• Brenna Ross & Carol Addington
    Brenna: What book influenced you the most in college?Carol: I don’t know. I had Dean Gardner for class and I think she was my favorite teacher. Classics books and novels that are history novels. I can’t really pick out any particular book now. I’m thinking more now, 'cause I’m in a book club, and so I’m more apt to think of something more recent but just reading, I just loved to read, and English class, I think was- ‘cause we had wonderful discussions on novelists and writers and stuff so, I suppose that was my favorite class.
  • Brenna Ross & Carol Addington
    Brenna: Is there a particular writer that...? It could be something, y’know- you like it more now.Carol: I just, I think of books I've- Pillars of the Earth I think is my favorite book. I’m not coming up with the name of the writer but he’s written a lot of murder mysteries and that was a branch away from his regular writing, who wrote that book that I really like. That- we just finished reading for Book Club, which is meeting on Tuesday when I get home, is People of the Book which is a very good book to read and really. We have wonderful discussions ‘cause, a lot of teachers in our group so we pick really good books and interesting- We’re reading Daughter of Time for next month which is a lot shorter than the books we’ve been reading lately. I really do love the history books, I think, but I can’t come up with one. I think I oughta go buy George’s book now though. He’s got one over at the Bookstore.
  • Brenna Ross & Carol Addington
    Brenna: So, what’s one thing that’s gone from Grinnell now that was very important to you while you were here?Carol: Gosh. I think we bonded a lot more then, because we didn’t have all-girl dorms and I think the friendship that we developed there- I see that in my kids going to school, they don’t develop the bonding with the- I mean I have high school friends that I’m still very close to and high school and college friends that, this round robin group. But, I think growth and change is always good.
  • Carol Addington
    Carol: I’m glad the Library is still active and that students still read ‘cause I’m concerned about the computer. I think kids spend too much time at the computer, but... I can’t- the- experiences change. We walked to town. I’m sure they still walk to town. There’s a lot more traffic than there ever was. But it’s just, it’s grown like everything else has. I love to see where it’s become, in the college world, and that it has remained a very effective institution and I love reading about where it’s going. I think the diversity is wonderful because that was not there when I was here and I think that’s important for any educational institution to succeed. It has to be very diverse not only in their students but also in their courses and where they need to go.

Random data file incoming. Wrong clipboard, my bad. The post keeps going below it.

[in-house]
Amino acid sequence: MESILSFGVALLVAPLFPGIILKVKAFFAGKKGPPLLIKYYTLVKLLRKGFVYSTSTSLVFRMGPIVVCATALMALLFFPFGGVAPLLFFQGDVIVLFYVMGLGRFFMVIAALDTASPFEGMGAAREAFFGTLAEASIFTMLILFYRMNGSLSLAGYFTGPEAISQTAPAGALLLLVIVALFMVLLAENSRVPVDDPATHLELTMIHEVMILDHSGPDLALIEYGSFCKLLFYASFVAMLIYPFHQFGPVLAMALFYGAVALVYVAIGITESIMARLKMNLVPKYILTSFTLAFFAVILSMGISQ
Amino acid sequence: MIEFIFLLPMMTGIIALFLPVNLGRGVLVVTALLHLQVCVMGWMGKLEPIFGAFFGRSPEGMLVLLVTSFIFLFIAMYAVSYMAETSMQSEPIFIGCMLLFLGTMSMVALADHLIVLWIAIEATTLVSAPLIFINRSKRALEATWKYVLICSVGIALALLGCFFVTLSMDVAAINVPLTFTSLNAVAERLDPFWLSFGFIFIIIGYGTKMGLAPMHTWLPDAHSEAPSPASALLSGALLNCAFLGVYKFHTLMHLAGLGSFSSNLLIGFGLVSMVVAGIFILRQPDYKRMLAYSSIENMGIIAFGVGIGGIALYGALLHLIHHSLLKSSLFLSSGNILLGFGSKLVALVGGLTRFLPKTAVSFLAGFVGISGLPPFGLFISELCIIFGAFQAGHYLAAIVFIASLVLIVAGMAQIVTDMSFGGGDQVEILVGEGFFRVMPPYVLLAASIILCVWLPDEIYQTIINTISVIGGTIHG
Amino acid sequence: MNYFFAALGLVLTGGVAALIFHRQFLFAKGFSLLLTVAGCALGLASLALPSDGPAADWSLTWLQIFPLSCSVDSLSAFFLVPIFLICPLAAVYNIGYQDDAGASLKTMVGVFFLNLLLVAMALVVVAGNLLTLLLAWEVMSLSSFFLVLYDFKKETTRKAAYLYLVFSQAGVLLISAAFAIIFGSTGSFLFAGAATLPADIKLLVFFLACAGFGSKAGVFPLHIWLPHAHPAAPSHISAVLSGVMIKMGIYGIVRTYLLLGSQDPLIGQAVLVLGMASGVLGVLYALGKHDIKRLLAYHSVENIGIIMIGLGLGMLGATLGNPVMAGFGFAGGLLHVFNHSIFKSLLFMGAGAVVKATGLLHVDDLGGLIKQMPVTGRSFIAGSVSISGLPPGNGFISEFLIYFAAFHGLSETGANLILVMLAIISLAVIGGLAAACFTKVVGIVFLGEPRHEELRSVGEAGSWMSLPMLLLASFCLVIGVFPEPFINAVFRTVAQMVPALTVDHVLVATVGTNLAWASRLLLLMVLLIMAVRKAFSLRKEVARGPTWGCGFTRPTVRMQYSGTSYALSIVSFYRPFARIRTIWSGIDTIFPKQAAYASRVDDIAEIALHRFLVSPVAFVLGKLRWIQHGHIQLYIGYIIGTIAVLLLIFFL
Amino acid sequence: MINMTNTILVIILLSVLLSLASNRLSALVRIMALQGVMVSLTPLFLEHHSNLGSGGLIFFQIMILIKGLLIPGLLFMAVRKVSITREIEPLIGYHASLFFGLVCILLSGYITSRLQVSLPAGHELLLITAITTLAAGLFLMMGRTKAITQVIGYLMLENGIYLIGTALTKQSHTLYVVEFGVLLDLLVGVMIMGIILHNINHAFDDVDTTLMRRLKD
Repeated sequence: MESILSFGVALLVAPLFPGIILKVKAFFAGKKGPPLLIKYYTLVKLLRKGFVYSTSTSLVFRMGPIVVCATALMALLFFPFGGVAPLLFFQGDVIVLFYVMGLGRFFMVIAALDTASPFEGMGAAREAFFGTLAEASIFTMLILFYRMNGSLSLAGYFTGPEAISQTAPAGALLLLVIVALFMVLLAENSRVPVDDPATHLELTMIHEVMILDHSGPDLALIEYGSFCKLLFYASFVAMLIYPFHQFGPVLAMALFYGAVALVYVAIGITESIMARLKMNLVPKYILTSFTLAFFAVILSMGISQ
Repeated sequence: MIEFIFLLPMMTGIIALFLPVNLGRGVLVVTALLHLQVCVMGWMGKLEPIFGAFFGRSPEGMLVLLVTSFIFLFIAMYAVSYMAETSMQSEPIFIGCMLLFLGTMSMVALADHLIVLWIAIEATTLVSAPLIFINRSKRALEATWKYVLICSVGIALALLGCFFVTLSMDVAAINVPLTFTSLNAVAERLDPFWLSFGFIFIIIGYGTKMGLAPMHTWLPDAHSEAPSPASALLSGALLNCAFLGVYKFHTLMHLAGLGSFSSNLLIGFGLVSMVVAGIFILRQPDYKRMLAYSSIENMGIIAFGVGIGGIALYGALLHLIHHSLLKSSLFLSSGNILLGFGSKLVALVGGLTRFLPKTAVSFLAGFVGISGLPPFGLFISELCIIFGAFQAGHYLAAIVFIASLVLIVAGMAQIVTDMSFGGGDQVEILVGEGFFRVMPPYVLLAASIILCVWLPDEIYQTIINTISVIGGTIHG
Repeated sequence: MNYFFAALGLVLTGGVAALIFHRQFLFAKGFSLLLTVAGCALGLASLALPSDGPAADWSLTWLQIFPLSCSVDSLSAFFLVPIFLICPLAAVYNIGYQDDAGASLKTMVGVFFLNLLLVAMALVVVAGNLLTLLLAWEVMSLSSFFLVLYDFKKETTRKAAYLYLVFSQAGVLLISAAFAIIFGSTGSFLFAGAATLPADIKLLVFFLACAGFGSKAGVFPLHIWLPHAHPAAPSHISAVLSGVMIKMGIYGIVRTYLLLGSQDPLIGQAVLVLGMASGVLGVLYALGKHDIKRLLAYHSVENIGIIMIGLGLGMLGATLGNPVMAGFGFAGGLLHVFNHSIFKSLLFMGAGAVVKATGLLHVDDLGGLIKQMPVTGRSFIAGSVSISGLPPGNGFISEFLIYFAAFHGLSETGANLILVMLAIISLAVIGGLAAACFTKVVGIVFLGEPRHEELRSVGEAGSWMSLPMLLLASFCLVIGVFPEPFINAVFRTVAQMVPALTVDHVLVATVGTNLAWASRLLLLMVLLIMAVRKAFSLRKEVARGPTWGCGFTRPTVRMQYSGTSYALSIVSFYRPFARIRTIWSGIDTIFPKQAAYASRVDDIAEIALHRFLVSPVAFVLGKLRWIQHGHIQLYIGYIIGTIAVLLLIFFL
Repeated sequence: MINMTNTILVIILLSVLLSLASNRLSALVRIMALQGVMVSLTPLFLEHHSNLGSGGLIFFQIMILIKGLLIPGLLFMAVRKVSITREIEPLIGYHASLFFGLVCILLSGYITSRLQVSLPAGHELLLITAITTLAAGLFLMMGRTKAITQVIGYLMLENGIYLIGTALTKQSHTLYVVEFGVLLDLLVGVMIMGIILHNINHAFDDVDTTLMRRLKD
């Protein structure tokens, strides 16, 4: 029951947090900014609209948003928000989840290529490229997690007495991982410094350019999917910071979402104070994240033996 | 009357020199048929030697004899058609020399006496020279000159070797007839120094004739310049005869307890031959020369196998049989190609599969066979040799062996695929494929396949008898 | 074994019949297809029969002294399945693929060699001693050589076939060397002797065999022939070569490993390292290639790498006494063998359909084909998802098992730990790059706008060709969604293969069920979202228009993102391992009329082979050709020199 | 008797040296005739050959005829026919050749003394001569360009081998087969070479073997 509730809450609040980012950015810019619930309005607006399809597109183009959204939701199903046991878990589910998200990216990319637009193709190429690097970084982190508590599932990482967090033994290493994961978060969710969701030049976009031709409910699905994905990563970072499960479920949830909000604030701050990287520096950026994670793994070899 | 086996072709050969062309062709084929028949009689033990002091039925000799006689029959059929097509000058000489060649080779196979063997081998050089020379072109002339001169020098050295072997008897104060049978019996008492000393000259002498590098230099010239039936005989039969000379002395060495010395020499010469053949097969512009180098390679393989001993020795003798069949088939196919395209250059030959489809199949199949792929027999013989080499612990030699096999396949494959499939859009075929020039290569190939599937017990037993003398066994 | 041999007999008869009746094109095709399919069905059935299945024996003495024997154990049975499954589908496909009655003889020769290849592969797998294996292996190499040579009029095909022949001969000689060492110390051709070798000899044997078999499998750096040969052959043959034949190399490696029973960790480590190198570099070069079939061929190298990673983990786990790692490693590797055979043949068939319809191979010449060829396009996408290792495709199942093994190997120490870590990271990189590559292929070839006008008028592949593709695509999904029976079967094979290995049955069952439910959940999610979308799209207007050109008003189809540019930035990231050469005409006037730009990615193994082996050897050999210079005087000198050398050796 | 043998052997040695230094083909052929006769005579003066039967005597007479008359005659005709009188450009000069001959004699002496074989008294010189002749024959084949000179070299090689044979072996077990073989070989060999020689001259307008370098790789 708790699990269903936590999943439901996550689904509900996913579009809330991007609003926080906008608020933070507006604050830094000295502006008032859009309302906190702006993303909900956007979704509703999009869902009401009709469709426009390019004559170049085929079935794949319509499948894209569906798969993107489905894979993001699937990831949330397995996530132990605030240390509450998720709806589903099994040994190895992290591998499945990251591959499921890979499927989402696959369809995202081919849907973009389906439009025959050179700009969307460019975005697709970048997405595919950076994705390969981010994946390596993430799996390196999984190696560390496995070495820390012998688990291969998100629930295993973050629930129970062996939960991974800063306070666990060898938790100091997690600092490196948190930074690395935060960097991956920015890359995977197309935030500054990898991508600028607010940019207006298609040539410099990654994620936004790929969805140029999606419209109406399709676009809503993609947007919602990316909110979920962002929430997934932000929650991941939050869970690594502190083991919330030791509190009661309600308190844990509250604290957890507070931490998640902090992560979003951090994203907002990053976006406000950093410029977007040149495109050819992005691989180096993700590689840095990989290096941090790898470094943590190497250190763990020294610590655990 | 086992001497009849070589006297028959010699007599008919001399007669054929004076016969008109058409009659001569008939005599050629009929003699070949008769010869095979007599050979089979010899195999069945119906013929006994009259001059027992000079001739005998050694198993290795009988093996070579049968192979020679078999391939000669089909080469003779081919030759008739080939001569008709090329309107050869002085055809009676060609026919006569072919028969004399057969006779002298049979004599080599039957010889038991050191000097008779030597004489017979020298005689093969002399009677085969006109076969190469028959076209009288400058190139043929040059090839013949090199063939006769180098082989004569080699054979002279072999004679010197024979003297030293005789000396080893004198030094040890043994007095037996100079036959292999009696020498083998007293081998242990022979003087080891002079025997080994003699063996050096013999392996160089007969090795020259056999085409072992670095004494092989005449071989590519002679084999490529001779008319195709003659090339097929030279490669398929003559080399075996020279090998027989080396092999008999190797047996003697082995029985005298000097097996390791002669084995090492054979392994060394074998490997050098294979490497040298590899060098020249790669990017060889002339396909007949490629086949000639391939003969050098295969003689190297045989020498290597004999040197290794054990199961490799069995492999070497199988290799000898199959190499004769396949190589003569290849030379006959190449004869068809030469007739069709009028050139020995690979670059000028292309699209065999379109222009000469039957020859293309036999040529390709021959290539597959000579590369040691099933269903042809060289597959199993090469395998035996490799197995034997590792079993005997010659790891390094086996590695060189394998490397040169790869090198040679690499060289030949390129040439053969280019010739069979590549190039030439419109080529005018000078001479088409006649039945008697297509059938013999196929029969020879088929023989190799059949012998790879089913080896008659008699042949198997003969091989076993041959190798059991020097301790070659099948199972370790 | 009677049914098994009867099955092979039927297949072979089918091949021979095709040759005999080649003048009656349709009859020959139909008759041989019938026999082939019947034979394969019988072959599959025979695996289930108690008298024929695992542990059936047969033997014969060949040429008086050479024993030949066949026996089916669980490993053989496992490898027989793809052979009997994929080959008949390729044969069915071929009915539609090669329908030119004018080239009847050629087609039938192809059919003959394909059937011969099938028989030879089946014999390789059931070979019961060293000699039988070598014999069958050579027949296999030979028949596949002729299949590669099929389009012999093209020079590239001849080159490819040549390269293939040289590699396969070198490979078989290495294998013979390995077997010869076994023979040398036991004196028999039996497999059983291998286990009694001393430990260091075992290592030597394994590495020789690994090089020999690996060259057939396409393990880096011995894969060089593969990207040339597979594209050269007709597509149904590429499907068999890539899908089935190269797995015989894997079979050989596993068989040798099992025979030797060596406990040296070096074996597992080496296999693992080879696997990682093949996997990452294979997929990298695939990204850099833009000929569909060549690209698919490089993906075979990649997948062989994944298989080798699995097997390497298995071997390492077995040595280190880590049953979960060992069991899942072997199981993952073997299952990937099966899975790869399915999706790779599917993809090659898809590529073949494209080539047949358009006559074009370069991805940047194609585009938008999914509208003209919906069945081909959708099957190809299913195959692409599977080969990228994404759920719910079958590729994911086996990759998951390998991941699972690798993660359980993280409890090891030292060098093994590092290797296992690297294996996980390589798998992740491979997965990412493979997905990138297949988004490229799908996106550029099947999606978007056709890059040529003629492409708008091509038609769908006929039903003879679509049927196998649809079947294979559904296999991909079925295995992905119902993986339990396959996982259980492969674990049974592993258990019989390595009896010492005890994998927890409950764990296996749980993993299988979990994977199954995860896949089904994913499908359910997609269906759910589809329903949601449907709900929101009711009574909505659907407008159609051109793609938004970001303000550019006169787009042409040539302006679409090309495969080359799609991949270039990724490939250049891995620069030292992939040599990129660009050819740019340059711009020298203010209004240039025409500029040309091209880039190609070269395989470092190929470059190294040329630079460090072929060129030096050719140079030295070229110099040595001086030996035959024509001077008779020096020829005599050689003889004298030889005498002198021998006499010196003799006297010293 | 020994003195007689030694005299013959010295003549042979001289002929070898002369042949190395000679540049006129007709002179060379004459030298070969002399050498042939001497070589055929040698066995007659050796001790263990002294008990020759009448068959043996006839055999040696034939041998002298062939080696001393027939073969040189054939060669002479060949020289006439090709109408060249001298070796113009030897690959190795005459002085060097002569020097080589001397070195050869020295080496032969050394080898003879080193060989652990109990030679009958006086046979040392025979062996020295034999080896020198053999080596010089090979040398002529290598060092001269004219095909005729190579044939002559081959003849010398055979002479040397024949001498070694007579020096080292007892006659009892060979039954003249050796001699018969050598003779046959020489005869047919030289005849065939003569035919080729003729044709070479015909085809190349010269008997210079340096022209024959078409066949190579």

• Brenna Ross & Carol Addington
    Brenna: So what were, what are your memories of the town of Grinnell?Carol: It was very quiet. There weren’t very many places to eat. We had two or three places that we liked to eat. Beautiful, old homes, I like that because I’m interested in architecture. But it was- and I loved the town students because those are some of my best, like MJ and Betty, and now Polgy lives here. But I just- it was a small enough community where I just thought the town was really neat but it was smaller down- I don’t know what the relationship is now. I think it was fairly good. I heard rumors that there was some animosity about the college kids. They're all probably- We were all really good. I suppose there was noise and stuff, but yeah, I really can’t say.
  • Carol Addington & Brenna Ross
    Carol: Just, it’s grown, so I don't know if I miss anything. I like that they preserved the beautiful old homes. I’m glad they haven’t torn them all down. Some of it’s a little contemporary. I don’t like to see that when they're such pretty homes but it’s grown and matured. The new.. the Joe is amazing, when I think that, how that’s changed. It’s quite a place. The food sure got- the meal last night was amazing, for a picnic.Brenna: Oh, it was good.Carol: Yeah, really impressive. Good old Iowa porkchop.